… I strongly suspect that December 31, 2009 was at best a medium-sucky day for David. David had just finished a way-too-long siege with chemo, and then radiation, in Houston, and he was facing major surgery in a few weeks. But – he was alive, and he was home, which meant that I was down visiting, and he was being an amazing host. He could barely make it up a couple of the local hills, but – being David – he knew that I needed some good, healthy exercise. So he brought this friend of his, some neighbor guy, out to ride Fieldbrook with us. Whoever he was, this guy was pretty strong – I’d be the first to admit it – and he handily beat me up the hill. He waited patiently for me at the top, and we even got to chat a bit while we were waiting for David. He told me about the other side – the descent, and then the slightly descending rollers…and we were off! I let him go first, figuring I would only slow down a “local” on the real descent…but the rollers? Woo-AND-hoo!! I was off like a shot. We were both working as hard as we could – no quarter given, none asked. And when we arrived at the bottom, we were both gasping for air and laughing like loons, waiting for David to roll down at his leisure. What fun! There’s nothing much finer in this world than the sharing of great times with the ones you love…
David’s last ride was STP. Yes - he was able to kick out a 200 mile weekend just a few weeks before he died. I would LOVE to get my hands on just a single can of whatever personal whoop-ass he opened up to get that done. But his guts had already decided to revolt. No food, no energy, no strength, and, after STP, no more biking. It was becoming too much to fight against.
Friends came to visit. Bill and I took everything we’d learned from David about Raven Lunatic hospitality and we tried to apply it to the utmost. We called and emailed the people who were close enough to care a lot, but not close enough geographically to “get” that this was, really, it. He was amazed at how many people called and wrote. “So-and-so called today”, he’d say to me. “Someone must be really worried…” (rolling his eyes). It was a tough line to walk. I didn’t want him to feel like I was ratting him out – but I worried that by the time he thought to tell people, he’d be really too weak to talk or visit.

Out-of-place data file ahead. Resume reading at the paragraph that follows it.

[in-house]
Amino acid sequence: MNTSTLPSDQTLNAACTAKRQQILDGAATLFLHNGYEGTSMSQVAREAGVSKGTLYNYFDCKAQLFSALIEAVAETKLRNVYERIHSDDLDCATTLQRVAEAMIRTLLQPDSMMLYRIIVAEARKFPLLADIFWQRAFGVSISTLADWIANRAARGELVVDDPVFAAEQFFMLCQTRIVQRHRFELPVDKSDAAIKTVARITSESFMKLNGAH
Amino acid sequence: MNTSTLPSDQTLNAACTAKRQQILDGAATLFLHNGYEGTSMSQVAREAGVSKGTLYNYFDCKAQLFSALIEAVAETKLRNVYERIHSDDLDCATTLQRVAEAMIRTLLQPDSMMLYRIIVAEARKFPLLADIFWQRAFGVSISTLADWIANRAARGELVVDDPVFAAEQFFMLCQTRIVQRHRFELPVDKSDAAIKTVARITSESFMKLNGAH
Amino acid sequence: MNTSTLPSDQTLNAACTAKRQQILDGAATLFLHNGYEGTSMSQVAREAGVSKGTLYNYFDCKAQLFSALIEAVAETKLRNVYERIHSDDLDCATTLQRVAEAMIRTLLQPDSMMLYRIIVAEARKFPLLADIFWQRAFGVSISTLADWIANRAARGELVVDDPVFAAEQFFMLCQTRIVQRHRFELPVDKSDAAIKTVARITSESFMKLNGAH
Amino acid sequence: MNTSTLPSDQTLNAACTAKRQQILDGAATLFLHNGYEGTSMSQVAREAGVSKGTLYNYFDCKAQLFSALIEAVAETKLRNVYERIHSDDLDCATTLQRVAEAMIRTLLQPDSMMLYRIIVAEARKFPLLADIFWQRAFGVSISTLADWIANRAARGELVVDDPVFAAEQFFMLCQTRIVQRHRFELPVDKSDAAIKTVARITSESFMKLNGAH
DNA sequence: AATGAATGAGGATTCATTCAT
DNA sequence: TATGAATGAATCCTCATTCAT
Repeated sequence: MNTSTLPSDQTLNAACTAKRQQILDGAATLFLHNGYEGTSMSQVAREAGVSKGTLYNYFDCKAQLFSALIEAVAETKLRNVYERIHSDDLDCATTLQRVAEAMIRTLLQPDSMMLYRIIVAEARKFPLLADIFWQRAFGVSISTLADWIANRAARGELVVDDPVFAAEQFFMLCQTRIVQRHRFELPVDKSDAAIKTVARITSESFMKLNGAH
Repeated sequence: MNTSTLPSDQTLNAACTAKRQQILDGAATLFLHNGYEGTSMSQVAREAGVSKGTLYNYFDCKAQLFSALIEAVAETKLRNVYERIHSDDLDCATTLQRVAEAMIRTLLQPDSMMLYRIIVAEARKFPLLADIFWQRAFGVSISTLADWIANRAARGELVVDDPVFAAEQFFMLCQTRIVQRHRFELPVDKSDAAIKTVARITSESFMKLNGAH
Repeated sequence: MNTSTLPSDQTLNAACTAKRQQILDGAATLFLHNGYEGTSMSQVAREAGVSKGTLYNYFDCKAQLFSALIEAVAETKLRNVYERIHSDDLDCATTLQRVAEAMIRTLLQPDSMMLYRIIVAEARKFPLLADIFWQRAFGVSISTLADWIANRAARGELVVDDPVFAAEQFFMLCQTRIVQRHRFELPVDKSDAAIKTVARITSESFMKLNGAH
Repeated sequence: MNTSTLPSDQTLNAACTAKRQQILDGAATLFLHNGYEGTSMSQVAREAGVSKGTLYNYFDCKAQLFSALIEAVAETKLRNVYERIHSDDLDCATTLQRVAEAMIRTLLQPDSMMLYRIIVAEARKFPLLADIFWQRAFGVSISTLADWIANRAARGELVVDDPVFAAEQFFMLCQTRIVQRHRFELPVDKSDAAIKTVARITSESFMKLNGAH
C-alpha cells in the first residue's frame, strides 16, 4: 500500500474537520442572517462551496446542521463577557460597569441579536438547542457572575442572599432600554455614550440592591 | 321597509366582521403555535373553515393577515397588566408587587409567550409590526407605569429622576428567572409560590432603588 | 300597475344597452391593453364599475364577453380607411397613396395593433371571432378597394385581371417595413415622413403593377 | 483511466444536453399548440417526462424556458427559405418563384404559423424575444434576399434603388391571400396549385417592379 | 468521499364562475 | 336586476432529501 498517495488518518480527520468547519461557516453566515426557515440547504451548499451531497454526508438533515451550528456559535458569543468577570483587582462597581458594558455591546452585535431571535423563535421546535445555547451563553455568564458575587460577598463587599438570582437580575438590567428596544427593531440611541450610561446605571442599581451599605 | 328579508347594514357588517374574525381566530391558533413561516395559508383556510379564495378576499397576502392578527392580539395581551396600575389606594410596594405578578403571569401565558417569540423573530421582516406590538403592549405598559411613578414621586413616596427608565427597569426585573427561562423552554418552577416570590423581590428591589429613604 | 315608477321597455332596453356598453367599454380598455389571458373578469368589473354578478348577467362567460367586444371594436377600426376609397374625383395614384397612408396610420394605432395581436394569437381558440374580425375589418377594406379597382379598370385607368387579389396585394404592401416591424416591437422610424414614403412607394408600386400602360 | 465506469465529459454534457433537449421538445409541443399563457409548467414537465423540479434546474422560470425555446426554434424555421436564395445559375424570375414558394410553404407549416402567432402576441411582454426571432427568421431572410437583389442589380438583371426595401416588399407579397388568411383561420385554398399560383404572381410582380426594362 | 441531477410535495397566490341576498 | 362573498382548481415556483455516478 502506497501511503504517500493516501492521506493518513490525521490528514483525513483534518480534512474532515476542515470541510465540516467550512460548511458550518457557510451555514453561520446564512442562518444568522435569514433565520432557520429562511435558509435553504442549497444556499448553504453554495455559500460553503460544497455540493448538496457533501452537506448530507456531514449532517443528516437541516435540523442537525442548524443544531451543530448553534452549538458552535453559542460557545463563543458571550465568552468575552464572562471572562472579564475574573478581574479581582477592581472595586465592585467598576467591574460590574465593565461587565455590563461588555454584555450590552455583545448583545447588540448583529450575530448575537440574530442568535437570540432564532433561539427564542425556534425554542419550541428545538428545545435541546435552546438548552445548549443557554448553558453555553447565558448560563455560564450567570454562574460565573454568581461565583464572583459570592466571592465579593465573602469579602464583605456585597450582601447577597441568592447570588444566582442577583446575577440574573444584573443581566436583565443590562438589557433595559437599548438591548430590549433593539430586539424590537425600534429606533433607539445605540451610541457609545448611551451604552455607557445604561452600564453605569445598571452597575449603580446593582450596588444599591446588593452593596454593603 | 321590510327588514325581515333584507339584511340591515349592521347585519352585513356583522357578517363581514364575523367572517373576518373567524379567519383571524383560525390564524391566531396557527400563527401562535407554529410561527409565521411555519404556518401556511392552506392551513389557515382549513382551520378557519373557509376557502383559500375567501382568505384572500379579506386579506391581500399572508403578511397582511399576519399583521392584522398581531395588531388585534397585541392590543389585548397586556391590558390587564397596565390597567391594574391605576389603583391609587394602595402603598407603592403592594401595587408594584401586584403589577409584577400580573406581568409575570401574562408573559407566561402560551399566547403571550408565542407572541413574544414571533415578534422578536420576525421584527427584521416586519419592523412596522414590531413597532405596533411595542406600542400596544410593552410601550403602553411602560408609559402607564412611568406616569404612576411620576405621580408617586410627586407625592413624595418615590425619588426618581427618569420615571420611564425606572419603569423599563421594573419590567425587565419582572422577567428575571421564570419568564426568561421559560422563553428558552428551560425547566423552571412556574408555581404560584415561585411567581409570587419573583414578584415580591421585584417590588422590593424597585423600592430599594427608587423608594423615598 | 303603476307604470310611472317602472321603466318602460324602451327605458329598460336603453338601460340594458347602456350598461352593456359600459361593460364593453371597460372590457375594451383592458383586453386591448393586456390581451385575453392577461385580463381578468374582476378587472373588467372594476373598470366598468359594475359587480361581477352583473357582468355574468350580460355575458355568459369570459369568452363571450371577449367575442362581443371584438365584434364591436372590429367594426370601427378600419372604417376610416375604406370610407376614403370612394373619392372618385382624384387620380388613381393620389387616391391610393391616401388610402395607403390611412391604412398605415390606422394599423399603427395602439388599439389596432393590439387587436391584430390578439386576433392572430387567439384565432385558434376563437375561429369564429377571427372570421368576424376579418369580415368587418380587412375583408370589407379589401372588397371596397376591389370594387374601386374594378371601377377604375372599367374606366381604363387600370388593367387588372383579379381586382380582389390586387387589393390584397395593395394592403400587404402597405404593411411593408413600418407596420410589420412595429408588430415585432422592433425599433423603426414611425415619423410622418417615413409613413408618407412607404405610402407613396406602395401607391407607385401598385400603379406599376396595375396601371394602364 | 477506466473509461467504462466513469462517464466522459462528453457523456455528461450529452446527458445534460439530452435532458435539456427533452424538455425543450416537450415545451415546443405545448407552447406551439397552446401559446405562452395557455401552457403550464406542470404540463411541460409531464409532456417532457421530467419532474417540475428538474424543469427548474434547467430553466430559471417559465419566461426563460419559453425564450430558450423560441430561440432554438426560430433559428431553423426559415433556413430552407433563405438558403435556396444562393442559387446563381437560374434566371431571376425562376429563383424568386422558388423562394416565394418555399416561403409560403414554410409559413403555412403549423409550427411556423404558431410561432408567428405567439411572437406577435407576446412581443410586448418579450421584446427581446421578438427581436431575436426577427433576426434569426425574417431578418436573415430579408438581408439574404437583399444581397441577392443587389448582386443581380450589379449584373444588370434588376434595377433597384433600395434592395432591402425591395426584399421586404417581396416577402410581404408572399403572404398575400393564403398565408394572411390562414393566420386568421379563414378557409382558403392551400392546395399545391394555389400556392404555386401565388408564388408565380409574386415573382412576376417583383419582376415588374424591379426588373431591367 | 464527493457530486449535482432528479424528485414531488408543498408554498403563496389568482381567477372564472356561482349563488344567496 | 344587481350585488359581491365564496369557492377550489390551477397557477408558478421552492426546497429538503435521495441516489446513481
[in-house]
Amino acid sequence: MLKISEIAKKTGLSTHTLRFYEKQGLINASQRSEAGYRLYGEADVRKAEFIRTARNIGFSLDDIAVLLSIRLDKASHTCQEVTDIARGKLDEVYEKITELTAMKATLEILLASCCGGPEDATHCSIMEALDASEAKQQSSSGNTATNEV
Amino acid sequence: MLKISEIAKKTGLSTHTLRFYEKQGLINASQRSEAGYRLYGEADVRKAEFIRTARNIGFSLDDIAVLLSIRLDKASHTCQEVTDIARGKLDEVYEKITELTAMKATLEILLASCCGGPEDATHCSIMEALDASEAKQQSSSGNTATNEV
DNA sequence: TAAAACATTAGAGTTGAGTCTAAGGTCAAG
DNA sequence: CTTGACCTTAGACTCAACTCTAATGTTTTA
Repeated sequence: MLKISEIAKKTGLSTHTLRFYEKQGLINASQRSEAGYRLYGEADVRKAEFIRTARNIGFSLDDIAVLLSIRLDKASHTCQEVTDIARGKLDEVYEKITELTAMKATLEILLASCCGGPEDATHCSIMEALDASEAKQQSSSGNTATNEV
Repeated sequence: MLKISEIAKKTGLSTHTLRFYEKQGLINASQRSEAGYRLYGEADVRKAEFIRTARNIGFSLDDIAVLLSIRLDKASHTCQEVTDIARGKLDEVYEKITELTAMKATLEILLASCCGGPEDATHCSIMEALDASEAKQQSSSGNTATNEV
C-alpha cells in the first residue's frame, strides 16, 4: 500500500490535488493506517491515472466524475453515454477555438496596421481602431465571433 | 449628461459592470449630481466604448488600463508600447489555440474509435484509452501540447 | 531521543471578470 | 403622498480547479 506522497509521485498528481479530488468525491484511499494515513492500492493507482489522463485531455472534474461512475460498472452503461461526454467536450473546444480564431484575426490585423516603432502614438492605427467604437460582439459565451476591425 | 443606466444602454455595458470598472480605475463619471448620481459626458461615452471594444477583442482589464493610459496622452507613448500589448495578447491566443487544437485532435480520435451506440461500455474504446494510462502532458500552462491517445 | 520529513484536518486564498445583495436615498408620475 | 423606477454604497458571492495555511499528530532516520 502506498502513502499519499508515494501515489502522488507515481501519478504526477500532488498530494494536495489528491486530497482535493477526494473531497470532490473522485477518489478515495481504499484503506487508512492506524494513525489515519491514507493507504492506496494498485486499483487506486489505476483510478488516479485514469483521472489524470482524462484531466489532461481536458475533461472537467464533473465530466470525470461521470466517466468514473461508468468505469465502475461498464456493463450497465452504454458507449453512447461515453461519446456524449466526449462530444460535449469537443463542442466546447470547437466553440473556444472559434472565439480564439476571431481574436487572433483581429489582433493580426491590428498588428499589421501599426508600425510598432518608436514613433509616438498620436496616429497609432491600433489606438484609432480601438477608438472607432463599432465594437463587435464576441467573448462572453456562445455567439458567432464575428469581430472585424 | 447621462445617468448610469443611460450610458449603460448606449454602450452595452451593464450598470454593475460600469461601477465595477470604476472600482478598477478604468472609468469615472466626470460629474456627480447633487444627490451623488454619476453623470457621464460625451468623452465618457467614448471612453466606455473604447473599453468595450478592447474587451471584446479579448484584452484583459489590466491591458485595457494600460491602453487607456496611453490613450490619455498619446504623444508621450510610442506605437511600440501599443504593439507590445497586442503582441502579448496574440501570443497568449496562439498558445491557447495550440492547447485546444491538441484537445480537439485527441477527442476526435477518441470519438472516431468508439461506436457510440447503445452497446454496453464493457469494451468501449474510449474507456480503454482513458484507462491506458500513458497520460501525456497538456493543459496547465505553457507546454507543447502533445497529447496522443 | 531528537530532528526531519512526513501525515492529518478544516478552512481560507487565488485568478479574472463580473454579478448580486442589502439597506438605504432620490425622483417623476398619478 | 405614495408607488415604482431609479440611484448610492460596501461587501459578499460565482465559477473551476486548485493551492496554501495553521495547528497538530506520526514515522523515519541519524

Relatives came, left, came back, stayed. There were a lot of visitors and gatherings. They tired him out sometimes but he never complained, or at least he never complained to us.
David died on Labor Day. He slipped away gently and without pain. It was duly reported in the paper, on BROL, and on his Caringbridge site. Mary gathered up the family and friends and had an after-party at the Grange. Folks who don’t know David other than as a cyclist might not have guessed that he was an accomplished square dancer. He met his wife square dancing – at the same Grange hall, some years back. It was a potluck gathering. A total feast. Great music, great company, good times. Mary hung David’s event tees in the hall, and urged folks to take one home with them. Many did. It will be good to see those shirts all over town.